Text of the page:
How Minor League Pickleball Is Changing The Game
Pickleball is taking a page from MLB's book and creating a stepping stone to the big leagues
It's been well documented that pickleball is 2023's fastest growing sport in America, growing at an exponential pace that few expected – ok, so what?
Well, the emergence of Minor League Pickleball is a game-changer, and is set to provide a more structured development pipeline for players, potentially transforming the game is played and viewed. As MiLP develops, we may witness the dawn of a new era in the sport's evolution.
Despite pickleball's growing popularity, it has, until now, lacked a formal, player developmental system akin to what we see in sports like baseball, basketball or soccer – even golf has a system for developing players for the PGA.
But pickleball differs from these other sports in its potential for longevity. Sports like baseball, basketball, football, hockey, soccer, and tennis require athletes to perform at the peak of their skill level physical conditioning. Players in these sports have a “shelf life” – once a player reaches a certain age, they begin their inevitable, physical decline – the proverbial window for achieving athletic greatness is only open for so long.
Most great players in pro sports started training at a very young age, so by the time they reach their teens they're already playing at an elite level. But for those who start anytime after grade school, the road to success is a rough path. The older you begin, the worse off you are.
In other words, performance at most other sports operates on a time limit. As the clock ticks faster the farther you propel down your life’s timeline, pickleball has the chance to really outshine the others.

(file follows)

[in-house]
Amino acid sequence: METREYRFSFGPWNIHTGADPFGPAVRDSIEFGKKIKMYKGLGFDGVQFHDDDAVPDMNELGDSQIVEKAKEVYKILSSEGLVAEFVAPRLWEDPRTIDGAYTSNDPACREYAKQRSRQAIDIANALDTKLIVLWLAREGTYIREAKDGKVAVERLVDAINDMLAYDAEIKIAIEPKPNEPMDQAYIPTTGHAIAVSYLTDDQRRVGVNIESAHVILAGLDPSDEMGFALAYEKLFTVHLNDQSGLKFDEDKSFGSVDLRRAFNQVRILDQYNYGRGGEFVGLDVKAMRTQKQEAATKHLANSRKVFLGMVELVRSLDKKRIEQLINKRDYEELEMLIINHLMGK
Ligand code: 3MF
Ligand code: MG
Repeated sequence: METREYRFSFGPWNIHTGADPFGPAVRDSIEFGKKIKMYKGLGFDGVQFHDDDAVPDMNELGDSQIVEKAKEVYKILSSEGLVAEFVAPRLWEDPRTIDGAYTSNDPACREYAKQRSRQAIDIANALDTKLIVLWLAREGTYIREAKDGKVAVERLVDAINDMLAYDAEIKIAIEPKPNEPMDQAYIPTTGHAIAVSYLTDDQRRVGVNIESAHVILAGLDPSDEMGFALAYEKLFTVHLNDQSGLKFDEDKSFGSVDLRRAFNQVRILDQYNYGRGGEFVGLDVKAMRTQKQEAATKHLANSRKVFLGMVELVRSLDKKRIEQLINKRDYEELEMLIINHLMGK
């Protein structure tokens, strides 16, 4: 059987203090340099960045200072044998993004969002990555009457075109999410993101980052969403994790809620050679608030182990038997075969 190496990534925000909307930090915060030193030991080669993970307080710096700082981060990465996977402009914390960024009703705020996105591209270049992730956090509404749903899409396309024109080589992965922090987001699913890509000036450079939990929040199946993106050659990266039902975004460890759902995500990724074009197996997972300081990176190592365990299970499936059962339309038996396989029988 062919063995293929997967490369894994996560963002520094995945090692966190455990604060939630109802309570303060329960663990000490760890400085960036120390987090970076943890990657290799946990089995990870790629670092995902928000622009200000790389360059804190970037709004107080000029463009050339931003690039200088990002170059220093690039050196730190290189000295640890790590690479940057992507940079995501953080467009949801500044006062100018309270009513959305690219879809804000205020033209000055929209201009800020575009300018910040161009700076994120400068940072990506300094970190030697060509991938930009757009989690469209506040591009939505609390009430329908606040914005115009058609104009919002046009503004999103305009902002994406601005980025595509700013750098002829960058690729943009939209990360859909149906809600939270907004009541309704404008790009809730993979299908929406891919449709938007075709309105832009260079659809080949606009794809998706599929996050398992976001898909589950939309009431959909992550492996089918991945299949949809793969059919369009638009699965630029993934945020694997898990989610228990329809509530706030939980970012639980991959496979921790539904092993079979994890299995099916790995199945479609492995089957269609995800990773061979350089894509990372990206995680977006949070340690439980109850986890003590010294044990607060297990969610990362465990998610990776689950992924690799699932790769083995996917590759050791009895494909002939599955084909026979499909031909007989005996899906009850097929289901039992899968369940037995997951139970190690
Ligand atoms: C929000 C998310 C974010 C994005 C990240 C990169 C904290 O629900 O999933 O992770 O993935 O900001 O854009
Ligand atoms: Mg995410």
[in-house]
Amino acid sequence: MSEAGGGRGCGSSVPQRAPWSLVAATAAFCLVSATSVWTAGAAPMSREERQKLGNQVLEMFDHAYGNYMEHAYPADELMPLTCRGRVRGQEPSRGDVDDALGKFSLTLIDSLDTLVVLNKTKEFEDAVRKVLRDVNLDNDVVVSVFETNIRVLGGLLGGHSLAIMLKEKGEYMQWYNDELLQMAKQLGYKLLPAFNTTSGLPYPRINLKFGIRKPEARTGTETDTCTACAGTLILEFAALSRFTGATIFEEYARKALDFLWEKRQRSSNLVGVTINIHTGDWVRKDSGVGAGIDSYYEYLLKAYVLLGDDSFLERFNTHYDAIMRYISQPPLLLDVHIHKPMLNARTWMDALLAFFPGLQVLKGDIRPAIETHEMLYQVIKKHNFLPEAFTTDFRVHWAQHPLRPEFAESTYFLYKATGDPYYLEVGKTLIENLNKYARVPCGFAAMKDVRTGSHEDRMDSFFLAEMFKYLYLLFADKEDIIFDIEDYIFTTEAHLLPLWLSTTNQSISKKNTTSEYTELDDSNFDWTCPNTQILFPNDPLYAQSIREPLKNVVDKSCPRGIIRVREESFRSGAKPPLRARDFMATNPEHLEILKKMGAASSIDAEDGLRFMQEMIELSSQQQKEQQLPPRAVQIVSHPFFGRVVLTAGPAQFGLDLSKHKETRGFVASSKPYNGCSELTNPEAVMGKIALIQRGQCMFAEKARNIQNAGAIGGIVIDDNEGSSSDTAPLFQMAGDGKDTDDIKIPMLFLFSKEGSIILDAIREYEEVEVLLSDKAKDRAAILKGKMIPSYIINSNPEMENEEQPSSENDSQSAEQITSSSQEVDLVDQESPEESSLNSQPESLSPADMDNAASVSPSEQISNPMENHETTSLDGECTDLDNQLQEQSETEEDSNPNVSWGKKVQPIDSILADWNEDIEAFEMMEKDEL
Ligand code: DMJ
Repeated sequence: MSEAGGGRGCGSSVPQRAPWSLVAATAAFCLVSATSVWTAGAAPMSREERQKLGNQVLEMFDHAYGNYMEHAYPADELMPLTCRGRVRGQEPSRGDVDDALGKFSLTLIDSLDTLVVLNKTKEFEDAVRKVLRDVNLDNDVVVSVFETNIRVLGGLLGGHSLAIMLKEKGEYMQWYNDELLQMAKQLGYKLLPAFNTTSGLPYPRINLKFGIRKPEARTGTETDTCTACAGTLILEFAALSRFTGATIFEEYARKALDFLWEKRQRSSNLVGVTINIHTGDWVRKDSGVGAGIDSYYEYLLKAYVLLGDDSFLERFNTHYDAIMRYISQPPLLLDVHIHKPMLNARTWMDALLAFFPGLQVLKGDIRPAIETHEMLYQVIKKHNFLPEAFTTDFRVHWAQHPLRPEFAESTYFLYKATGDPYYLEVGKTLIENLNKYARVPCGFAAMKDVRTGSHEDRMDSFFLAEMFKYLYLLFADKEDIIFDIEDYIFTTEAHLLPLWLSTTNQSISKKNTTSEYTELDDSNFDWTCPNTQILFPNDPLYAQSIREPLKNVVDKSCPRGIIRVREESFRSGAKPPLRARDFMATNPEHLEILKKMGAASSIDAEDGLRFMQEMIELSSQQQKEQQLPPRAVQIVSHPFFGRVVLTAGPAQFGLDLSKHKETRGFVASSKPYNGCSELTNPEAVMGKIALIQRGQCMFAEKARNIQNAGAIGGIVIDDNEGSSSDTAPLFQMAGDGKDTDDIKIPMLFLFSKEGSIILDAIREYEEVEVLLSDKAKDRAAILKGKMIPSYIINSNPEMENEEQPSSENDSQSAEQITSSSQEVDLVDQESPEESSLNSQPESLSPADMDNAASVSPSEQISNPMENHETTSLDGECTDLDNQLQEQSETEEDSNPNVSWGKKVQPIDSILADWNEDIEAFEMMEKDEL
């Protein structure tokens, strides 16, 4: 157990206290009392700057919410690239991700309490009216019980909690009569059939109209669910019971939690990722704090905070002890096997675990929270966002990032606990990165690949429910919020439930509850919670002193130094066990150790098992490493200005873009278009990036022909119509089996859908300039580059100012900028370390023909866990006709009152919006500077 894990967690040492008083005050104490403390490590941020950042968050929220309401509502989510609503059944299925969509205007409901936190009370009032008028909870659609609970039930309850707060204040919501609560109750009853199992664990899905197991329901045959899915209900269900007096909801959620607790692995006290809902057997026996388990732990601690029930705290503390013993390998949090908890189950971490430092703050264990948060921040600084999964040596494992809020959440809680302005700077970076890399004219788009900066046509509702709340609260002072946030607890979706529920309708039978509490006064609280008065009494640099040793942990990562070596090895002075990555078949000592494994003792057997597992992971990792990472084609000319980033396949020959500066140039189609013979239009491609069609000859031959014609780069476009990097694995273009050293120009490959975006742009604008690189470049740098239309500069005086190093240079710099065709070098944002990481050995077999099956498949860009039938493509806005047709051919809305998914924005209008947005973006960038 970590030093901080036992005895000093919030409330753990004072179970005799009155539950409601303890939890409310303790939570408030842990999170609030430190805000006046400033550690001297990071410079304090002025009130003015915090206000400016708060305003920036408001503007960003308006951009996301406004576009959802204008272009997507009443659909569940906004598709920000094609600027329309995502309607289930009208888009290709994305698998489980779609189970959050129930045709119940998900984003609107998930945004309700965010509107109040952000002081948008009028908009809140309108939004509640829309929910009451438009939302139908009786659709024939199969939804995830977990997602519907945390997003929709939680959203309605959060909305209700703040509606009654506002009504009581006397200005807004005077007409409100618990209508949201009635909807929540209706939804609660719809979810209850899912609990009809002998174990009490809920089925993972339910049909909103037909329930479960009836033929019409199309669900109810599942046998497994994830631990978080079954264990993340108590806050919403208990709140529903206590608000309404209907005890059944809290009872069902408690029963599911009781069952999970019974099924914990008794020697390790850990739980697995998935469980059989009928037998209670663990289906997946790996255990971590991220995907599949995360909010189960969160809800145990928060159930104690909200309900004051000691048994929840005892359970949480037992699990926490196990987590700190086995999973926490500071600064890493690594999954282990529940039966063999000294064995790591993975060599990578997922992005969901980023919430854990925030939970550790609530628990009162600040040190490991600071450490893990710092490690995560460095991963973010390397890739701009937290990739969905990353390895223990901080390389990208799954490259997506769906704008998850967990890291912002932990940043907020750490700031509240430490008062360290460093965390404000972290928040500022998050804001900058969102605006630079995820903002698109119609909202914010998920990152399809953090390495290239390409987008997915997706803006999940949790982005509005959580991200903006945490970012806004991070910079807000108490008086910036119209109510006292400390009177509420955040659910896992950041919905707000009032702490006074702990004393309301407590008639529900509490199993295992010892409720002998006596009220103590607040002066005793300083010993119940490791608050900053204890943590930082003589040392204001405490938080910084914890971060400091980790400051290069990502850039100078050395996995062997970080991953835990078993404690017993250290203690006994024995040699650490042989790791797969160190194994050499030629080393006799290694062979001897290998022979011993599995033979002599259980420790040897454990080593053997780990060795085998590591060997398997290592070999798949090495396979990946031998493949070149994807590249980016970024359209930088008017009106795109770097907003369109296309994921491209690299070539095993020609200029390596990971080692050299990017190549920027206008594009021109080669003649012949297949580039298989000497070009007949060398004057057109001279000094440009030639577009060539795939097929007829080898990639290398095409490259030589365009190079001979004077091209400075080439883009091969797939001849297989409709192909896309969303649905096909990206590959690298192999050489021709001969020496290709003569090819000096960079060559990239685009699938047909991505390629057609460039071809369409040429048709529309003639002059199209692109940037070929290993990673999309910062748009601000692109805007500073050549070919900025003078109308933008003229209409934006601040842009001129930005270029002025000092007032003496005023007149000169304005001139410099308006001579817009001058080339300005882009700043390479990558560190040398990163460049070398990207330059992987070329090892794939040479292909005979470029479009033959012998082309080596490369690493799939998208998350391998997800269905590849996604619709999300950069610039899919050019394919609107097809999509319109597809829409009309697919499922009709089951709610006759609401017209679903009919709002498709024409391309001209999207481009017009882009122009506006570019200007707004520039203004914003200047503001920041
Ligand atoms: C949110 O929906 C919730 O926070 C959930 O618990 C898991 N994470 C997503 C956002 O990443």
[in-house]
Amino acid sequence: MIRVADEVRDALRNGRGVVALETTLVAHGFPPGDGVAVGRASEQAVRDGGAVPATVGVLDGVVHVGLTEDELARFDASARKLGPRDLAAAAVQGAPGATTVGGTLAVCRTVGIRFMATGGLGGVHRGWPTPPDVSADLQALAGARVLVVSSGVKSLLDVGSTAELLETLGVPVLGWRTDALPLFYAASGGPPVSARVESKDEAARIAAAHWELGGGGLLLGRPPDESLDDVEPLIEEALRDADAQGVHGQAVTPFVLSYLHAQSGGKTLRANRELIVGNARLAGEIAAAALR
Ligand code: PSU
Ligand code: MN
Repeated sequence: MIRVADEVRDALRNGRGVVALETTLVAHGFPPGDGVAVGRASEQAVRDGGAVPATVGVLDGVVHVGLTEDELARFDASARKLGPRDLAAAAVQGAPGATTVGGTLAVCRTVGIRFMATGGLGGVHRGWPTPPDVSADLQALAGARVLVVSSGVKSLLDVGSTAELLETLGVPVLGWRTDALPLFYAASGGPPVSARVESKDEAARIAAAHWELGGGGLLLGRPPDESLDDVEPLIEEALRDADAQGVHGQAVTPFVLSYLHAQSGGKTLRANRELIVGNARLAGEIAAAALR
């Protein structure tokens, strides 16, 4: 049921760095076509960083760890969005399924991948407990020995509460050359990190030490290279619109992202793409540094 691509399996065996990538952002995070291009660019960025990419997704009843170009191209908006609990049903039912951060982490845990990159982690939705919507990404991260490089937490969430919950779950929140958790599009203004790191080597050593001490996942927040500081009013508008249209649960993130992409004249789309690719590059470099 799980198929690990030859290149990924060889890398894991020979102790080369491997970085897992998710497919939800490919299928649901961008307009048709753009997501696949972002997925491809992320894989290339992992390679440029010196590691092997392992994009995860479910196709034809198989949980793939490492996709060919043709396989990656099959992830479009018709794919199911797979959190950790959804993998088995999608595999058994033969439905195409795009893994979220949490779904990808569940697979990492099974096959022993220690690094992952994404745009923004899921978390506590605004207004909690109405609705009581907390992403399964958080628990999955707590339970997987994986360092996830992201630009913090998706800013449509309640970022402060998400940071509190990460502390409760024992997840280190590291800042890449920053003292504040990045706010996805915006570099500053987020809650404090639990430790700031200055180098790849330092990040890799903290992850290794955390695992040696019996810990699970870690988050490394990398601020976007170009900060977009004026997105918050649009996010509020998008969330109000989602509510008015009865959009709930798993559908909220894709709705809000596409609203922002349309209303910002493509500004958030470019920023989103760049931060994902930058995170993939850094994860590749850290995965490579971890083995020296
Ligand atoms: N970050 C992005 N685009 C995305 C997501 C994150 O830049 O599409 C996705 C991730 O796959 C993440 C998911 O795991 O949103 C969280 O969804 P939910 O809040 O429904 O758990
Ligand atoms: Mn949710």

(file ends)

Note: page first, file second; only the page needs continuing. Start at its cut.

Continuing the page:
MiLP Is An Amateur's "North Star" To The Pro Leagues
The pool of potential candidates for MiLP to draw from is enormous because of the game's widespread age group demographic, thanks to the accessibility built into the design and rules of the court. The smaller court size requires less running and movement, making it more accessible for older players or those with mobility issues.
Even the equipment used on pickleball courts bears weight in this arena. The solid ball with holes used in pickleball moves slower than a tennis ball. This, combined with the smaller court, slows the game down and gives players more time to react and move, which can be a significant advantage for older, perhaps less nimble players.
Additionally, since pickleball is often played in doubles, it reduces the amount of court each player needs to cover. This again lowers the physical intensity, allowing older players to enjoy the game without excessive physical strain.
No longer does one’s chances at greatness decline so sharply as one advances into middle age. Pickleball offers a chance at redemption for “still are’s,” “has been’s,” and maybe even the occasional “never was.”
Minor League Pickleball Tournaments